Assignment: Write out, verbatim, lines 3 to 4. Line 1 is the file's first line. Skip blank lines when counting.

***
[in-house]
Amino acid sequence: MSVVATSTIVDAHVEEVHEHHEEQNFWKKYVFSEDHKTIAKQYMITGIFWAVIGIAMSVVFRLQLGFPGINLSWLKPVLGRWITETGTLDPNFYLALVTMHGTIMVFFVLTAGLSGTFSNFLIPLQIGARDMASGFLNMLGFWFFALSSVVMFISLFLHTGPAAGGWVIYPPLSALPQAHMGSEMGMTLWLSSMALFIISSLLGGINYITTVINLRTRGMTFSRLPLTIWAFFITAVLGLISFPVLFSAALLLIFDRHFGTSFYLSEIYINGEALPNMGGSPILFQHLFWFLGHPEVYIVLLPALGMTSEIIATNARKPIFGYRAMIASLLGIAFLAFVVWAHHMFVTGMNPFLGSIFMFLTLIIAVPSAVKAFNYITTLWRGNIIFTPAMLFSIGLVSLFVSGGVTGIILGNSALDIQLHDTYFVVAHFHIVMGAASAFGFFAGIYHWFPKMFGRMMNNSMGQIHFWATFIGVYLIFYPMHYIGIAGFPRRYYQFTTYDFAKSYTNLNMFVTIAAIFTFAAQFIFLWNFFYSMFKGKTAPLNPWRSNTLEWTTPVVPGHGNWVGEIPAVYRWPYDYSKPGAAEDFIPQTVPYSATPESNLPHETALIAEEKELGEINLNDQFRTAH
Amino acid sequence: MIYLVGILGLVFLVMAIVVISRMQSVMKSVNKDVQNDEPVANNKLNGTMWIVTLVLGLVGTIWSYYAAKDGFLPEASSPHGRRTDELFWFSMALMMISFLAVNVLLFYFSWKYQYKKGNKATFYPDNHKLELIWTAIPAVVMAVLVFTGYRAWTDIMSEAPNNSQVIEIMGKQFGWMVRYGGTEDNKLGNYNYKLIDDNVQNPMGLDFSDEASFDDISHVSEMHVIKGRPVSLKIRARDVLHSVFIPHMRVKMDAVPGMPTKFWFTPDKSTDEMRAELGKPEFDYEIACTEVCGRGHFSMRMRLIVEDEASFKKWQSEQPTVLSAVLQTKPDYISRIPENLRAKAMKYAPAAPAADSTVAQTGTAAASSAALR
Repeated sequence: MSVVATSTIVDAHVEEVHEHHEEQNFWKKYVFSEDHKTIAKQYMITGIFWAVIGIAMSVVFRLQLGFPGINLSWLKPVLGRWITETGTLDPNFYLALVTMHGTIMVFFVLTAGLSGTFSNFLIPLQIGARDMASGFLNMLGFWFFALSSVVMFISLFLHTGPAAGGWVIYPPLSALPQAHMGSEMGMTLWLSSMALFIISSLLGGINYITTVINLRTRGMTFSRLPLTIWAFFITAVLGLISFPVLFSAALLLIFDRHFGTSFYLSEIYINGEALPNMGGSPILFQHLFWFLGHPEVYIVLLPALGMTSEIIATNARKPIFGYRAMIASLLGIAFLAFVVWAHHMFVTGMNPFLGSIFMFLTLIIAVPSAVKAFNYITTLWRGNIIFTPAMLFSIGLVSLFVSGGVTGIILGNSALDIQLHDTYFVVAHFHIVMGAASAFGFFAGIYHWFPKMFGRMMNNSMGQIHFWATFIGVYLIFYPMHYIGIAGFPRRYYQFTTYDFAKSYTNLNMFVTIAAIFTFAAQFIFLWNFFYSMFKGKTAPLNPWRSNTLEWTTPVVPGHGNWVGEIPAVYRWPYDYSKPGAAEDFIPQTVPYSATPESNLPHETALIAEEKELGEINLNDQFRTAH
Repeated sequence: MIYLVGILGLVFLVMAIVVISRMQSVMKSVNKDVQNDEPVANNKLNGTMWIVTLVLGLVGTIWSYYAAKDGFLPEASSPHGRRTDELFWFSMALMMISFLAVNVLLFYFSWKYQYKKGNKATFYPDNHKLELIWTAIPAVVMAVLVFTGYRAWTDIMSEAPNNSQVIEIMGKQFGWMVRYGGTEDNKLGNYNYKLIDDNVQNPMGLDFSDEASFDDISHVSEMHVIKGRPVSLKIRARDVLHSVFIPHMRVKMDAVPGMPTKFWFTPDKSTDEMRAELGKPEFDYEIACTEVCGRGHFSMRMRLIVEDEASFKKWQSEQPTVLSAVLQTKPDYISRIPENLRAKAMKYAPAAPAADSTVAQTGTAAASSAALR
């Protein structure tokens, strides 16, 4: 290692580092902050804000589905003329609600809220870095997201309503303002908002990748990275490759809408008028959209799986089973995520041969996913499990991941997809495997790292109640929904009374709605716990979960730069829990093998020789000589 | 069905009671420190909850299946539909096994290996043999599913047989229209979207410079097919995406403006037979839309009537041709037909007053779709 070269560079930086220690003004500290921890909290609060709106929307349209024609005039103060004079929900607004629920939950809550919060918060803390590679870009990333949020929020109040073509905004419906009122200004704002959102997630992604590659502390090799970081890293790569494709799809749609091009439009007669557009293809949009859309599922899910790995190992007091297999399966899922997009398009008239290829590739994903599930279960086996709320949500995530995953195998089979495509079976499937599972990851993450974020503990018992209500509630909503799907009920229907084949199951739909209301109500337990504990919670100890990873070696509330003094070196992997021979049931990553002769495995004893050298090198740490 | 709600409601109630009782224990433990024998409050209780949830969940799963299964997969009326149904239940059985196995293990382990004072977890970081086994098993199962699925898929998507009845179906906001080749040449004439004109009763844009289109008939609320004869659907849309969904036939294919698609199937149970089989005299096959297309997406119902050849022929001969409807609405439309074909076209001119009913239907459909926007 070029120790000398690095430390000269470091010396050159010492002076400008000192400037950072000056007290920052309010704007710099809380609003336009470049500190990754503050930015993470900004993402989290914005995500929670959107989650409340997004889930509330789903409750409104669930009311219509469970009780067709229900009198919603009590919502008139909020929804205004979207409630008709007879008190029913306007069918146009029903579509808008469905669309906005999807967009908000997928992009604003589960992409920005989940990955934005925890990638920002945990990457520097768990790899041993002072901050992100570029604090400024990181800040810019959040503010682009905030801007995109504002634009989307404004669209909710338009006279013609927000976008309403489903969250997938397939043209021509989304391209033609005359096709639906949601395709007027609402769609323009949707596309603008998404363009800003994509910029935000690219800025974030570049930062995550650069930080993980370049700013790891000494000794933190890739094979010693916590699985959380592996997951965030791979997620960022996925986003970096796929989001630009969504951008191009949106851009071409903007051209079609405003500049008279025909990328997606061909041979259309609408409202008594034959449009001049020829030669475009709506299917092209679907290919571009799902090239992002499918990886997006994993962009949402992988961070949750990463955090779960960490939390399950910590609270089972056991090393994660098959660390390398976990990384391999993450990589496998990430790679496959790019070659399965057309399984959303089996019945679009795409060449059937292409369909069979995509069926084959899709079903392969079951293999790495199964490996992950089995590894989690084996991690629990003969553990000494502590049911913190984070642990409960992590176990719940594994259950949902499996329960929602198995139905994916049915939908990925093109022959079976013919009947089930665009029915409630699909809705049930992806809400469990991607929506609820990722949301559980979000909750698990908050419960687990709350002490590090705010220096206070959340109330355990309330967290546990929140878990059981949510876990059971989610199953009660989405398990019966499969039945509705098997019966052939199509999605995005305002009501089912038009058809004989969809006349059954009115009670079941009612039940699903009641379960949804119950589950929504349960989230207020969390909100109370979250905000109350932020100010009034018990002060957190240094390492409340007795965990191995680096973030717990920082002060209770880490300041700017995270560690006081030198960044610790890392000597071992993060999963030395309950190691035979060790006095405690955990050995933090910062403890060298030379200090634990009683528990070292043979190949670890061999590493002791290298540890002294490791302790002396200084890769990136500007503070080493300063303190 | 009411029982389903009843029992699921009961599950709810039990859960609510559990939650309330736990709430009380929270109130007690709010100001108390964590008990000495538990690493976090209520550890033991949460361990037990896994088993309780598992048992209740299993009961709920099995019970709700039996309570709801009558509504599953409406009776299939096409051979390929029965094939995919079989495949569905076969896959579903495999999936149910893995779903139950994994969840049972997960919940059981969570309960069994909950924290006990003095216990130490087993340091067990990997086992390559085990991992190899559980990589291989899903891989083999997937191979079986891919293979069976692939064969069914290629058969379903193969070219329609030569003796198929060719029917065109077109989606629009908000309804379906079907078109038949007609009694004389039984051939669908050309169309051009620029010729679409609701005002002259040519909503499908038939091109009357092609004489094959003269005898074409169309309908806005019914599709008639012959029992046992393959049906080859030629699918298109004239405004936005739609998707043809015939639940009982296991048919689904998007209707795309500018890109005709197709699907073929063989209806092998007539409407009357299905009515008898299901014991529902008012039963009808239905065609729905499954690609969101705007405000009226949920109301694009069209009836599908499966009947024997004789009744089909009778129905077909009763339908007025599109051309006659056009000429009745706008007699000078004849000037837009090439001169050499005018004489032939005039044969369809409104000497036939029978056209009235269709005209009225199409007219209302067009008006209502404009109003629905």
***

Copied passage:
Amino acid sequence: MIYLVGILGLVFLVMAIVVISRMQSVMKSVNKDVQNDEPVANNKLNGTMWIVTLVLGLVGTIWSYYAAKDGFLPEASSPHGRRTDELFWFSMALMMISFLAVNVLLFYFSWKYQYKKGNKATFYPDNHKLELIWTAIPAVVMAVLVFTGYRAWTDIMSEAPNNSQVIEIMGKQFGWMVRYGGTEDNKLGNYNYKLIDDNVQNPMGLDFSDEASFDDISHVSEMHVIKGRPVSLKIRARDVLHSVFIPHMRVKMDAVPGMPTKFWFTPDKSTDEMRAELGKPEFDYEIACTEVCGRGHFSMRMRLIVEDEASFKKWQSEQPTVLSAVLQTKPDYISRIPENLRAKAMKYAPAAPAADSTVAQTGTAAASSAALR
Repeated sequence: MSVVATSTIVDAHVEEVHEHHEEQNFWKKYVFSEDHKTIAKQYMITGIFWAVIGIAMSVVFRLQLGFPGINLSWLKPVLGRWITETGTLDPNFYLALVTMHGTIMVFFVLTAGLSGTFSNFLIPLQIGARDMASGFLNMLGFWFFALSSVVMFISLFLHTGPAAGGWVIYPPLSALPQAHMGSEMGMTLWLSSMALFIISSLLGGINYITTVINLRTRGMTFSRLPLTIWAFFITAVLGLISFPVLFSAALLLIFDRHFGTSFYLSEIYINGEALPNMGGSPILFQHLFWFLGHPEVYIVLLPALGMTSEIIATNARKPIFGYRAMIASLLGIAFLAFVVWAHHMFVTGMNPFLGSIFMFLTLIIAVPSAVKAFNYITTLWRGNIIFTPAMLFSIGLVSLFVSGGVTGIILGNSALDIQLHDTYFVVAHFHIVMGAASAFGFFAGIYHWFPKMFGRMMNNSMGQIHFWATFIGVYLIFYPMHYIGIAGFPRRYYQFTTYDFAKSYTNLNMFVTIAAIFTFAAQFIFLWNFFYSMFKGKTAPLNPWRSNTLEWTTPVVPGHGNWVGEIPAVYRWPYDYSKPGAAEDFIPQTVPYSATPESNLPHETALIAEEKELGEINLNDQFRTAH